Today, I had the privilege of being interviewed by our local YNN cable news about the challenges presented by placing private information on portable devices. A surgeon at the University of Rochester Medical Center had lost a flash drive containing the medical details of around 800 of his patients. The reporter, Anne Lithiluxa, asked me how loss of data could be prevented.

Generally, if you’re going to place private information on a portable device, either the device or the information needs to be encrypted The likelihood of exposure of private information through the loss of portable devices has increased tremendously lately due to the proliferation of smartphones and their use in accessing corporate email accounts. Good information security practice is always a combination of safe handling practices and technical protections.

However, the bottom line is that people are always the weakest link. Technical protections can always be defeated by poor practices.

Enhanced by Zemanta

  • 0

Are location services on mobile devices a good thing?

Category:Cyberstalking,Facebook,Infosec Communicator,Internet Safety,Social Networking Tags : 

I’ve always had mixed feelings about the location services (such as Google Latitude) offered by various mobile devices and by social networking sites. For example, is it a good thing to let people know where you are when you’re tweeting?

When we talk to the incoming first year class at RIT each fall, we talk about the potential danger of cyberstalking, illustrating it humorously through the Facebook Stalker YouTube video. We don’t try to over dramatize the danger, but we do want students to be aware of the possibility. (We also discourage placing phone numbers and addresses in Facebook and other social networking profiles.)

We saw some evidence of cyberstalking with our daughter in high school. She would post info about where she would be and one person showed up there consistently.

Are we overreacting to the potential danger? On a risk map, I would rate cyberstalking as a low-probability high-impact risk. Is cyberstalking something you worry about? Do any of you use these “location services” on your mobile devices or Tweet with your location? Why or why not?

Ben


  • 6

On the Eve of the Latest Facebook Privacy Fix

Category:Facebook,Information Security,Infosec Communicator,Internet Safety,Privacy,Risk,Social Networking Tags :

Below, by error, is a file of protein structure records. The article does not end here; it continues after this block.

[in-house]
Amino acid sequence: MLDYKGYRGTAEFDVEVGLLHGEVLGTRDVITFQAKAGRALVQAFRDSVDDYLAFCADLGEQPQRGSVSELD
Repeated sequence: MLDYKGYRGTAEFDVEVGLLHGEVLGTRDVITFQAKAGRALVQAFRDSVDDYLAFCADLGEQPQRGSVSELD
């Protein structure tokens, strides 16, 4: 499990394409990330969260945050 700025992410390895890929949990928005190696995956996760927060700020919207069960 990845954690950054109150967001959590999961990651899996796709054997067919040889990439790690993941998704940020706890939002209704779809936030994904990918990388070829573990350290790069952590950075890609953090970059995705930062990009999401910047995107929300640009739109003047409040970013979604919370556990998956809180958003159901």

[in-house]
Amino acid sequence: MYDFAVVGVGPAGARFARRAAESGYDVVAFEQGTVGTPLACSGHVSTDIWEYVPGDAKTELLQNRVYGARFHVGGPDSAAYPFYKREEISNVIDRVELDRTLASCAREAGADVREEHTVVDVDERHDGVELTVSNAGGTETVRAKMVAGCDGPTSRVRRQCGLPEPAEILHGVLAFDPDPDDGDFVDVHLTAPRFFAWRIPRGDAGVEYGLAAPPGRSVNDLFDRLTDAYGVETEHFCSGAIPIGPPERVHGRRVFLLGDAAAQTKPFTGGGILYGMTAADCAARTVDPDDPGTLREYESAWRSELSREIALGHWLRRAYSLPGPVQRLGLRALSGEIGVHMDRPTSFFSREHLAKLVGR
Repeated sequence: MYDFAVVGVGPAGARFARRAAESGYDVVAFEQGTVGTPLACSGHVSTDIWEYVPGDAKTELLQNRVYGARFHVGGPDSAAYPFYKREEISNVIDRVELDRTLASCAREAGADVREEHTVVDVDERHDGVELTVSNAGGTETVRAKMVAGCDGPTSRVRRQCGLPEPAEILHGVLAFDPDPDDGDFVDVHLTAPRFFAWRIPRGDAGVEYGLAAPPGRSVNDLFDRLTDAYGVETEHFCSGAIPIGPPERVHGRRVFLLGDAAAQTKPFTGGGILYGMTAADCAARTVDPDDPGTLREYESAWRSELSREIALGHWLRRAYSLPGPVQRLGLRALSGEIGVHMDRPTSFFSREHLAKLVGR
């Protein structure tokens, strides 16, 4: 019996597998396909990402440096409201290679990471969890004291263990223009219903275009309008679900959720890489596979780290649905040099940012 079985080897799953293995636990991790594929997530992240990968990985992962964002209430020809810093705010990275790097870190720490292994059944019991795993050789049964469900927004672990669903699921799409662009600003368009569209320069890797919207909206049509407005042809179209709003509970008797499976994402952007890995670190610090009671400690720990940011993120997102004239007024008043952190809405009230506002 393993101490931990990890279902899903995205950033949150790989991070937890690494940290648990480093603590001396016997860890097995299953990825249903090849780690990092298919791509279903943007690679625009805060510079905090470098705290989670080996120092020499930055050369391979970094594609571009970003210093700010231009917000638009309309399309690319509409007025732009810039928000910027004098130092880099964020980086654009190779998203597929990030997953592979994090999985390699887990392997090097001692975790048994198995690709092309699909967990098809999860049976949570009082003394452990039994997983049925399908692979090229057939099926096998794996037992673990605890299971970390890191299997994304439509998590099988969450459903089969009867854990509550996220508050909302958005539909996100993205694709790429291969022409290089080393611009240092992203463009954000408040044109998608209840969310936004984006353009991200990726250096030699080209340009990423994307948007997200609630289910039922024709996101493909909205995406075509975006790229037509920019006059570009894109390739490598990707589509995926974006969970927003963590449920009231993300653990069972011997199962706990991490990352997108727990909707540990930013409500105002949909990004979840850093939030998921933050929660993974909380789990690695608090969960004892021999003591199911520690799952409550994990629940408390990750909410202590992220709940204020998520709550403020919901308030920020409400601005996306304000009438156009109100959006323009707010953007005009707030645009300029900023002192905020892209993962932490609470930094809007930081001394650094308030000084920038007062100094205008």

Facebook is releasing its latest privacy fix on Wednesday, May 26. I don’t have high expectations for the new controls as Facebook has not shown any ability to make the controls user friendly, or really understand what their users want for privacy.

A much bigger issue is that we seem to have abrogated OUR responsibility to protect our private information.

Fundamentally, information security is about managing risk. ANY involvement in social networking increases the risk of something negative happening–whether it’s loss of privacy, cyberstalking, identity theft, embarrassment, etc. It’s up to us to manage the risk. We should not expect the same amount of privacy protection from a free service that we would get from a credit card company, hospital, etc.

Although Facebook, Google, LinkedIn are all provided “free” to us, that freedom comes with a price–reduced privacy and some tracking of our web habits.

It’s up to us what we choose to share on social networking sites. We agree to EULAs (end user license agreements) that we click through to get to the “good stuff.” We blithely provide requested personal details and install apps that ask for even more and that tell us up front that they may share our information. Do you have to publish your date of birth? Hometown? 20 favorite things? (I’m just waiting for the next Facebook posting asking us, “What’s your mother’s maiden name?” and urging us to send the posting to all of our friends!)

Yes, Facebook, Google, and the other social networking applications have a responsibility to protect our information. However, WE have the responsibility to share ONLY the information we choose.


Subscribe to Blog via Email

Enter your email address to subscribe to this blog and receive notifications of new posts by email.

Join 2,234 other subscribers

Categories

Support Introverted Leadership on Patreon

Blubrry affiliate banner